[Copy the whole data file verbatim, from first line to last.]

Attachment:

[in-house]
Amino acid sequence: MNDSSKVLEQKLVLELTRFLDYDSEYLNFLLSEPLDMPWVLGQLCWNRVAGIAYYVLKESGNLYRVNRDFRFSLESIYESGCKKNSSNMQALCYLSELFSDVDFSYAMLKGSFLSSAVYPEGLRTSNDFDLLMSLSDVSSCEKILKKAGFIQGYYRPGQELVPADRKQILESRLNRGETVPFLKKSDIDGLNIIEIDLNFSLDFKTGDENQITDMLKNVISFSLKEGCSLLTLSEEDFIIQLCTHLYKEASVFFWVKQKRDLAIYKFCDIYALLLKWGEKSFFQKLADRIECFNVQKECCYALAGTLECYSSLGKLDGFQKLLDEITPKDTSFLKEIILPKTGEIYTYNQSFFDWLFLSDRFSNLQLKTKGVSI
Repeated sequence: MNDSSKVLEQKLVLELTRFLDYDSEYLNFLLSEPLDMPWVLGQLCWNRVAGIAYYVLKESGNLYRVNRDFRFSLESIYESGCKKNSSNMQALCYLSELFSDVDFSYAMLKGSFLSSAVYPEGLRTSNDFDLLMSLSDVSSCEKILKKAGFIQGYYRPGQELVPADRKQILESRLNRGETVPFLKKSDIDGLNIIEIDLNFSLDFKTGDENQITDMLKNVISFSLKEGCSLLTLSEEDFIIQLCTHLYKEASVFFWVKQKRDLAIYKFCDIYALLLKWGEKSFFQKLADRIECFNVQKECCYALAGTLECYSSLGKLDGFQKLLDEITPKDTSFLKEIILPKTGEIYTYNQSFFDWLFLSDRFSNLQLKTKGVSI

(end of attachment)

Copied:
[in-house]
Amino acid sequence: MNDSSKVLEQKLVLELTRFLDYDSEYLNFLLSEPLDMPWVLGQLCWNRVAGIAYYVLKESGNLYRVNRDFRFSLESIYESGCKKNSSNMQALCYLSELFSDVDFSYAMLKGSFLSSAVYPEGLRTSNDFDLLMSLSDVSSCEKILKKAGFIQGYYRPGQELVPADRKQILESRLNRGETVPFLKKSDIDGLNIIEIDLNFSLDFKTGDENQITDMLKNVISFSLKEGCSLLTLSEEDFIIQLCTHLYKEASVFFWVKQKRDLAIYKFCDIYALLLKWGEKSFFQKLADRIECFNVQKECCYALAGTLECYSSLGKLDGFQKLLDEITPKDTSFLKEIILPKTGEIYTYNQSFFDWLFLSDRFSNLQLKTKGVSI
Repeated sequence: MNDSSKVLEQKLVLELTRFLDYDSEYLNFLLSEPLDMPWVLGQLCWNRVAGIAYYVLKESGNLYRVNRDFRFSLESIYESGCKKNSSNMQALCYLSELFSDVDFSYAMLKGSFLSSAVYPEGLRTSNDFDLLMSLSDVSSCEKILKKAGFIQGYYRPGQELVPADRKQILESRLNRGETVPFLKKSDIDGLNIIEIDLNFSLDFKTGDENQITDMLKNVISFSLKEGCSLLTLSEEDFIIQLCTHLYKEASVFFWVKQKRDLAIYKFCDIYALLLKWGEKSFFQKLADRIECFNVQKECCYALAGTLECYSSLGKLDGFQKLLDEITPKDTSFLKEIILPKTGEIYTYNQSFFDWLFLSDRFSNLQLKTKGVSI